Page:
Du torticolis.

Broca, Pierre-Paul, 1824-1880.

Journal : Revue photographique des hôpitaux de Paris ; vol. 4.

Paris : Adrien Delahaye, 1872.

Description : [3 l. pl.], 65-70 p. ; ill.: 3 phot. ; 24.5 cm.

Photographs : 3 mounted albumens, front, side and back views of the clinical subject.

Subject : Neck — Deformities.

Notes :

Chez notre malade, il n'y a évidemment pas de paralysie. La tête est déviée à gauche (voy. Planche VI); le sterno-mastoïdien du côté droit est sain; le malade peut le contracter, et porter légèrement la tête vers le côté droit, bien que ce mouvement soit très-limité.—Page 66.

D'ailleurs, si j'examine le malade avec attention, j vois que le sterno-mastoïdien est le seul agent que je puisse invoquer. (Voyez Planche VII).—Page 67.

La colonne vertébrale est convexe à droite dans la région cervicale, et convexe à gauche dans la région dorsale (courbure de compensation). (Voy. Planche VIII).—Page 67.

•    •    •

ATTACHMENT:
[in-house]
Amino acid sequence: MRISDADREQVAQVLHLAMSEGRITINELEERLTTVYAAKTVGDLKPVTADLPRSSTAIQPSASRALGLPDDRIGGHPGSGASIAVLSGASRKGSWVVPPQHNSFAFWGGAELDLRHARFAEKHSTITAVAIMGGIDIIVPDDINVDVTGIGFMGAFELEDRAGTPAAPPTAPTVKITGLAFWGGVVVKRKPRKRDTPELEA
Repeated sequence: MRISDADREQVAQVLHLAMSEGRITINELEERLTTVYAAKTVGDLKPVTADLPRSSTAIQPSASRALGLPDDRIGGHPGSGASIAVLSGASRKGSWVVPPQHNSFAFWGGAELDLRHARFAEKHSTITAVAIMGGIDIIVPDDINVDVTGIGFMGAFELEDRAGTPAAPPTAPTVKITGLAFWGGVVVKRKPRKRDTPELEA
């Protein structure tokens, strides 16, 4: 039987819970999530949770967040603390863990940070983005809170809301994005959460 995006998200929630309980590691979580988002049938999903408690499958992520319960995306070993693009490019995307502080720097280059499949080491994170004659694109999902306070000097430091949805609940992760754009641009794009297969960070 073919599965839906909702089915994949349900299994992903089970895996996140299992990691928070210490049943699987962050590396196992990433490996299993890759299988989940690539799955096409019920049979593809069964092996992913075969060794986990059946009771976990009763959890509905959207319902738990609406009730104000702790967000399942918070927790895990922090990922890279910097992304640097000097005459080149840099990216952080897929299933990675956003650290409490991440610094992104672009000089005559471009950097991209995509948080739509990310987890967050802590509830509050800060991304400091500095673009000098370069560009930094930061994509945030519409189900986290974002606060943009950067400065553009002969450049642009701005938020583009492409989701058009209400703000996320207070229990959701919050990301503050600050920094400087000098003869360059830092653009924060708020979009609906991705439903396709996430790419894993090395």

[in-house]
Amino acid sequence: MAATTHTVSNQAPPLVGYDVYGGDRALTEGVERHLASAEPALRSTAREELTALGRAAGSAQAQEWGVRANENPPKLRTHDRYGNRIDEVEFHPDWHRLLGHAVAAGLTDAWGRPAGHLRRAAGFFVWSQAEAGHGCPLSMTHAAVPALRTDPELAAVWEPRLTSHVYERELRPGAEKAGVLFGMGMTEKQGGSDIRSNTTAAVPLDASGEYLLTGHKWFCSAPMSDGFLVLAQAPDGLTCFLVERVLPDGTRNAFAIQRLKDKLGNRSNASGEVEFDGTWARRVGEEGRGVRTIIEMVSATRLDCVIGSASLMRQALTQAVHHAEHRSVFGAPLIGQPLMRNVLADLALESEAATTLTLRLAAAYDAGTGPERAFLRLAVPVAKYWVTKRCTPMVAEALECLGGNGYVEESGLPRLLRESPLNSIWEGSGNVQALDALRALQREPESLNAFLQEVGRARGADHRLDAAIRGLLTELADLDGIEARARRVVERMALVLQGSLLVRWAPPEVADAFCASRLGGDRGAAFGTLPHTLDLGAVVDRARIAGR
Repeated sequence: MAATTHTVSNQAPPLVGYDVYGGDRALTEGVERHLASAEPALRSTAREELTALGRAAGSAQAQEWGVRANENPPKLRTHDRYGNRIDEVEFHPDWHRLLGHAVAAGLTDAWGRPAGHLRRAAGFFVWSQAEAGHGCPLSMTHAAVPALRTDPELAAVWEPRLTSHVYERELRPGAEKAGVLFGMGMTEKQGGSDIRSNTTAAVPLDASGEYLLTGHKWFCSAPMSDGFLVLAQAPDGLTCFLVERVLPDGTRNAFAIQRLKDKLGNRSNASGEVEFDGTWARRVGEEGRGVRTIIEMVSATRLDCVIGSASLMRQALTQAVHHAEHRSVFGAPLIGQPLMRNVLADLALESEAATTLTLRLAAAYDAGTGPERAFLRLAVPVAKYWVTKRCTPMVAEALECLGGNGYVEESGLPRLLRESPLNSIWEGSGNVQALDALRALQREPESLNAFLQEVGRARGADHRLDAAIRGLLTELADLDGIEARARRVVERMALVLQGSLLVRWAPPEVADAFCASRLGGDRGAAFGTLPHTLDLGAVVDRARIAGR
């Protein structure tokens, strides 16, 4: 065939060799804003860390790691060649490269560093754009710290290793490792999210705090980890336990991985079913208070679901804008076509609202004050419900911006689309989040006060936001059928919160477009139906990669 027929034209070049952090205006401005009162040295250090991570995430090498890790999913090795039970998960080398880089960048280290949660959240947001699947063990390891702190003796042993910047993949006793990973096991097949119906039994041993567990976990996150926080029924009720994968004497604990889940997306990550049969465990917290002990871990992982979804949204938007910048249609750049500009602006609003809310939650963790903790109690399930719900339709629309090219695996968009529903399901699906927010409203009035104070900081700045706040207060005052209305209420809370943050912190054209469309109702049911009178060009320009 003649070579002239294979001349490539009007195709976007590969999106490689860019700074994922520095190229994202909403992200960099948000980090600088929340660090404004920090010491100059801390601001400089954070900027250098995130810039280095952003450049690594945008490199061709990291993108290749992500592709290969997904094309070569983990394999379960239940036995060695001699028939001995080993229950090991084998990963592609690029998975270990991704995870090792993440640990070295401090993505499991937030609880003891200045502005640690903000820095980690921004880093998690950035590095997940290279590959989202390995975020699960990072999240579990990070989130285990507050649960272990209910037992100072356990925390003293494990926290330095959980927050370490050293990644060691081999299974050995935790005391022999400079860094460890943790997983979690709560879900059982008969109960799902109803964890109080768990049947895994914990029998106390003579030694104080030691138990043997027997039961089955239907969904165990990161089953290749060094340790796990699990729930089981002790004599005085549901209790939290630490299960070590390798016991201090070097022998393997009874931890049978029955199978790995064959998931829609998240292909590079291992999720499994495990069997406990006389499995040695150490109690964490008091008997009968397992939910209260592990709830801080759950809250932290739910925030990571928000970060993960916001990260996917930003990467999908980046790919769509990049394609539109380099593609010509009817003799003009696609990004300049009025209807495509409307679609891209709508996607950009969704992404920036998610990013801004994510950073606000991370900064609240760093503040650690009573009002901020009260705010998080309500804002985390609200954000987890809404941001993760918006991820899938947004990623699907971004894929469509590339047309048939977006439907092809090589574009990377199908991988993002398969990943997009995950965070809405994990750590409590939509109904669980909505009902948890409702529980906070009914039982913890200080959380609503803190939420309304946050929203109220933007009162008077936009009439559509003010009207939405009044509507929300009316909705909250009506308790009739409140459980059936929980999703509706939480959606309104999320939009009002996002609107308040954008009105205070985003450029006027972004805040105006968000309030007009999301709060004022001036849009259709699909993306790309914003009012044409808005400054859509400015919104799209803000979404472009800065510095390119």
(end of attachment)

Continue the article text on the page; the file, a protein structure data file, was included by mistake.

The photographs, incorporated with Broca's words, are breath taking. The three full plate images represent front, side, and back views of a 31 year-old male subject with idiopathic rotational collis acquired in late childhood and presenting as permanent contracture isolated in the left sternocleidomastoid muscle. He is portrayed in an upright position from mid-torso up and his bed linen is pulled tight around his body. The horizontal folds of the cloth contrast against the muscular forces that skew his neck, head and face and this effect is heightened by the patient's shaved head. The first part of the paper transcribes Broca's argument for why the patient was a good candidate to undergo sectioning of his sterno-mastoid. The second half of the paper reports the excellent results of the operation, followed by Broca's exposition on deformations of the face and skull caused by torticollis. Other physicians would stop here, but Broca exposits further on contralateral signs of defective brain function that were exhibited by his subject and that Broca associated with the torticollis.

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